How REVALUATE180 Can Reverse the “Quiet Quitting” Trend

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Like just about everything these days, a new trend has emerged on Tik Tok among Gen Z content creators. 

But the latest trend isn’t a fun dance or another “challenge,” but rather a commentary on the status of work and the workplace — and it’s called “Quiet Quitting.”

What Is Quiet Quitting?

Essentially, the term Quiet Quitting refers to a phenomenon by which workers are making a conscious effort to decouple their personal lives from their professional lives, which often manifests in “doing the bare minimum” to keep their paychecks coming in. 

The effects of the pandemic are still being acutely felt in the workplace — the shift to remote or hybrid work has made the distinction between work and life even grayer than it had been leading up to the pandemic, and lower levels of engagement across generations of workers has led many to make a conscious effort to not allow the stresses of work to follow them into their daily lives.

Many are choosing to “leave work at the office” more than had been done in the decade leading up to the pandemic, in which we saw the rise of constant connection thanks to never-ending email chains and workplace chat apps like Slack. 

As reported in the Wall Street Journal, a study from Gallup noted drops in engagement — which Gallup measures by asking respondents if they feel their work has “purpose” — across all generational groups, but Millennials and Gen Z notched the lowest levels of engagement of them all. 

And, according to reporting from Bloomberg, “the share of younger workers who strongly agree someone cares about them and encourages their development has fallen steeply,” indicating a large and growing problem with no tangible solution with the tools employers typically employ.

How Can R180 Help?

A key to understanding the current mismatch between employees and their employers is understanding why so many people believe their work has no purpose. 

If a company, the C-Suite, smaller teams, or individual managers can’t lay out a cohesive vision of what a given company stands for or why it does what it does — and manage to gain buy-in from employees at the same time — this problem will become endemic moving forward.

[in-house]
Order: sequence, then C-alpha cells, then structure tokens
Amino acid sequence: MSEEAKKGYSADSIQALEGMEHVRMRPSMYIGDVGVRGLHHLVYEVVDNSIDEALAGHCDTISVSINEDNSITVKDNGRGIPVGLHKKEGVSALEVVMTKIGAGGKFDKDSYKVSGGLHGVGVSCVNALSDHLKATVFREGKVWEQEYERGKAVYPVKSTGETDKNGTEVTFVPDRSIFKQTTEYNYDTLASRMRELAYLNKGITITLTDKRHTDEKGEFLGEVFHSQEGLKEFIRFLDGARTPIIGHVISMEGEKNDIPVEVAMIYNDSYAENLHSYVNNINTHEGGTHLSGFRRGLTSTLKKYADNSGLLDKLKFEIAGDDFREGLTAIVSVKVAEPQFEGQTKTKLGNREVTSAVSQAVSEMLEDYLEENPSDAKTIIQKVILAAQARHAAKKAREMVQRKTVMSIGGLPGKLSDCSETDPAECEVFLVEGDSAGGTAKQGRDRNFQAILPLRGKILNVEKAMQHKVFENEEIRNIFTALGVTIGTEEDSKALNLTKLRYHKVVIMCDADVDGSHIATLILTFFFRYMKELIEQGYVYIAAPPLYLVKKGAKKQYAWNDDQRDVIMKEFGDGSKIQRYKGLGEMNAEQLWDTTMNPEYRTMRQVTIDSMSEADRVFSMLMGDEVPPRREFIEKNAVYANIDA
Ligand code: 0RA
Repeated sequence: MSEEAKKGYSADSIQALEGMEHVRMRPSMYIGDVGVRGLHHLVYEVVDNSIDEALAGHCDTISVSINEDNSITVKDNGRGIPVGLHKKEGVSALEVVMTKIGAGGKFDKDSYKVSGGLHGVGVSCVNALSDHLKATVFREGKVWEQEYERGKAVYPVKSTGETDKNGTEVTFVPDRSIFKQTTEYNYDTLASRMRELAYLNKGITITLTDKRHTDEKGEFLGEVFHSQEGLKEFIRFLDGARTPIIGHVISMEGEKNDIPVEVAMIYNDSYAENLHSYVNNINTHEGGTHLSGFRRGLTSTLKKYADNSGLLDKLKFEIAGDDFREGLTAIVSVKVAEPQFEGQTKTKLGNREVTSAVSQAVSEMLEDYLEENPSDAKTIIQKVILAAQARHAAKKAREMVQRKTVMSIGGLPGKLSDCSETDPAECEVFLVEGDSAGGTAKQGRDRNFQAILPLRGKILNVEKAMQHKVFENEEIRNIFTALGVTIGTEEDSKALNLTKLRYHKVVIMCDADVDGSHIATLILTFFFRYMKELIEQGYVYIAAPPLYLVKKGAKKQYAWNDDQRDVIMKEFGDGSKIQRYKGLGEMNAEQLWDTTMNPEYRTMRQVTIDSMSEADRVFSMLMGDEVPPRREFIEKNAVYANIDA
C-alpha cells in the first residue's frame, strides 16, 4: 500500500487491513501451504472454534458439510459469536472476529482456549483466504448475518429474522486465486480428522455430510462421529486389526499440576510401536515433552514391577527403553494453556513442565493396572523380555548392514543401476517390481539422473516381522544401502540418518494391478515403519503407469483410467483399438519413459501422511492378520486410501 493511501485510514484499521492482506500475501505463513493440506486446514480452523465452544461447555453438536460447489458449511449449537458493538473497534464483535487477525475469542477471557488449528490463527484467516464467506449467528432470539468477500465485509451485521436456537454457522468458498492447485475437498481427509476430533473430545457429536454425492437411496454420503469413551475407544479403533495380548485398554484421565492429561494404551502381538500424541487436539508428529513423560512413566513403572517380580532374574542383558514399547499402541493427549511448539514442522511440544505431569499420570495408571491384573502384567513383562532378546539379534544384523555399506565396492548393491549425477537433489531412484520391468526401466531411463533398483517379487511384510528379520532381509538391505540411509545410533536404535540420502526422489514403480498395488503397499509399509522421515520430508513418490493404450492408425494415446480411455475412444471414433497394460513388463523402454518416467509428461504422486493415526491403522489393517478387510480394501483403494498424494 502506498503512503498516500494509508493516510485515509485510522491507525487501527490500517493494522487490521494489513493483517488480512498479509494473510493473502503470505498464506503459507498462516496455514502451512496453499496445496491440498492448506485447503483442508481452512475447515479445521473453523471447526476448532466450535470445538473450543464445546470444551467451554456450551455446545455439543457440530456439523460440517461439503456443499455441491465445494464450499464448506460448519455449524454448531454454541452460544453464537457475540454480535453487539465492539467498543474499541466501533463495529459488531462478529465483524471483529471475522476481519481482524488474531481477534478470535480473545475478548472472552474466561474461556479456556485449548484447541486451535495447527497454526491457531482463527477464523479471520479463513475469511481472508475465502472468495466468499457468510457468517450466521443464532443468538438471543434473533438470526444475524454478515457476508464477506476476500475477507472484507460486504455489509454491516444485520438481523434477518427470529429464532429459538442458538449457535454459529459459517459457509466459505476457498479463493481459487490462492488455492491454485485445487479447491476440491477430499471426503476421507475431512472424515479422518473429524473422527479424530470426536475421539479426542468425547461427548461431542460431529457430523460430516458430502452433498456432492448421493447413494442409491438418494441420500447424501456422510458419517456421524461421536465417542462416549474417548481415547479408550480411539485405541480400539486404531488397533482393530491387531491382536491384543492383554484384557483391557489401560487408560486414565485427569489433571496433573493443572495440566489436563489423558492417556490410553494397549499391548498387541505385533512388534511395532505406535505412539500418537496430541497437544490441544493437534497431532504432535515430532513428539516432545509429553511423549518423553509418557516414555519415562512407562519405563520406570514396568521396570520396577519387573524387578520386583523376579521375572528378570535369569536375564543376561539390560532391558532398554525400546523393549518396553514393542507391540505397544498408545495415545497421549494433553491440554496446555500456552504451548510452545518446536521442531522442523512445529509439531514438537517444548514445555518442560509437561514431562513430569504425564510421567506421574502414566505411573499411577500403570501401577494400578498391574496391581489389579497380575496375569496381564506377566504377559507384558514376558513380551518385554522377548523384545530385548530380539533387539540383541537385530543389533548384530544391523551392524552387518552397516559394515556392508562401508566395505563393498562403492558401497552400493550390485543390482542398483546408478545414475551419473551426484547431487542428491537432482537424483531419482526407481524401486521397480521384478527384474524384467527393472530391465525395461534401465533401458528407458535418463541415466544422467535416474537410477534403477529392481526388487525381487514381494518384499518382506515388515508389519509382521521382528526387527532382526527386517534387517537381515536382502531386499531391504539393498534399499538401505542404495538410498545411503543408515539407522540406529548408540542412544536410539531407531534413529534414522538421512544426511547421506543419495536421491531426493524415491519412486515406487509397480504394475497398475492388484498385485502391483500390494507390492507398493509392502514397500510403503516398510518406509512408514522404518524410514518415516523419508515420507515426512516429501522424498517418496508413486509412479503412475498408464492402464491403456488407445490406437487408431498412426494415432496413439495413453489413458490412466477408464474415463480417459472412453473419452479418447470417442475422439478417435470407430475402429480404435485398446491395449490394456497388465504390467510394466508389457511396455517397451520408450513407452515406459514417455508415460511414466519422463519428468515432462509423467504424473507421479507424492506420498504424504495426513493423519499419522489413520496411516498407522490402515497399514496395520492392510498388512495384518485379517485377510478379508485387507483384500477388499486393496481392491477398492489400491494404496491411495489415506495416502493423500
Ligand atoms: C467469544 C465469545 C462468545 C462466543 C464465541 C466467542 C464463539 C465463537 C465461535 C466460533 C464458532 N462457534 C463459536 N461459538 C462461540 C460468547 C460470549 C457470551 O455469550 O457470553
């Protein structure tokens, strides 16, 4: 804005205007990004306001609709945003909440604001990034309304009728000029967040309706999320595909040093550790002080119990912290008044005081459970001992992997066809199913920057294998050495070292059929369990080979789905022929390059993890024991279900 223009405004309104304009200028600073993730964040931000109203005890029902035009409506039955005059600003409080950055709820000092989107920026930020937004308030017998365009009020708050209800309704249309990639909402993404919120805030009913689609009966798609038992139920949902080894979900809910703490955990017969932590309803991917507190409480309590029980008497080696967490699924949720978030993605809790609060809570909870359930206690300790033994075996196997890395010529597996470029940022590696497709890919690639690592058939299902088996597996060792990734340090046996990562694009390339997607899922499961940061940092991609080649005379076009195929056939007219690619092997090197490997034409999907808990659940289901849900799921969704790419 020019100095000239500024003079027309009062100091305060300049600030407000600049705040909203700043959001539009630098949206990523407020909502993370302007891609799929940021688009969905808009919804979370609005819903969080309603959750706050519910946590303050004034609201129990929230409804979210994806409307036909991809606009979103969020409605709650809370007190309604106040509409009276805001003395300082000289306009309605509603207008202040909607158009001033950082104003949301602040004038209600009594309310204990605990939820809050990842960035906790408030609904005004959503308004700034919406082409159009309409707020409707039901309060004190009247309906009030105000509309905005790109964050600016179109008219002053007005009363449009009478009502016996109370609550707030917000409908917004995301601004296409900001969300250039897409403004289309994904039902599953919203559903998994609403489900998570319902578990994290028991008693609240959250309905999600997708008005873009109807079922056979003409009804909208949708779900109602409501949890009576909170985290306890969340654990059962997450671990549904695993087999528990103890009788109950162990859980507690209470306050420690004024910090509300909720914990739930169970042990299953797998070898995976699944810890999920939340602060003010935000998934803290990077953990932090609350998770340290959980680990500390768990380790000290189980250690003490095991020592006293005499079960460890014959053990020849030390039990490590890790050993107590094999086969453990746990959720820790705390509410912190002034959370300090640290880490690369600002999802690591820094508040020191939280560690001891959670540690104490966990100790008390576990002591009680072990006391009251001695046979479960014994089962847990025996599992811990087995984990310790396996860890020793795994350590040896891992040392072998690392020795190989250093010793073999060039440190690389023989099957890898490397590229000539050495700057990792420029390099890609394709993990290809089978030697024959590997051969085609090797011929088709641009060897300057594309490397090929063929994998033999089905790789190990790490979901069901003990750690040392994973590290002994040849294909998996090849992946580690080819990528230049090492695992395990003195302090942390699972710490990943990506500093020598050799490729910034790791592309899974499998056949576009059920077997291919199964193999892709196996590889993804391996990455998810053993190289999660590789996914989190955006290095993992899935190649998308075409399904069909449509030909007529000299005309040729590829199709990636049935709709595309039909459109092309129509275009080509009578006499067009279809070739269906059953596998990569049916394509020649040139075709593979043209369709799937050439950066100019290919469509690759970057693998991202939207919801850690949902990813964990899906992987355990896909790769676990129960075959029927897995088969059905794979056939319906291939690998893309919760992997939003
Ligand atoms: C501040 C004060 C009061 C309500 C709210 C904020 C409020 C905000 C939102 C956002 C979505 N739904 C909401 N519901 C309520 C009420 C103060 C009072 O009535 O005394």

But it’s not as simple as writing a two-sentence mission statement and calling it a day. Employees — especially in a tight job market — need to see leaders “walking their talk,” meaning leaders need to do more than just pay lip service to the mission and vision they claim to embrace. 

Enter R180: the workplace solution that employs an intense focus on values, combined with technology that encourages participants to first rediscover and then pursue their core values. 

The mission of R180 is to align companies — from rank-and-file employees all the way up to the C-Suite — on a common, congruent, or complementary set of values that can guide organizations into the future of work. But R180 doesn’t just work within the workplace. Its unique model pushes people to take stock of their personal lives as well, encouraging change there that leads people to be happier overall in their daily lives. When happier people show up at work, better work gets done and goals can be more easily realized.

When employees feel connected to the greater mission of the company, it opens the door to realizing the purpose of the work that’s being done, which in turn goes a very long way in fostering increased engagement and production in all areas of the organization.

Employees who are making the conscious decision to “quiet quit” clearly feel alienated by their workplace environment, which is to say they don’t feel a personal connection with the work they’re doing or the organization they’re working for. 

The R180 journey calls for introspection, evaluation, and transformation. Completing the process allows companies to foster a greater connection among the entire organization that’s based on the strong bond of universal human values. This new way of forging ahead can re-engage the workforce and allow your company to move into the post-pandemic world in a far stronger position than others who haven’t made the decision to pursue their values.

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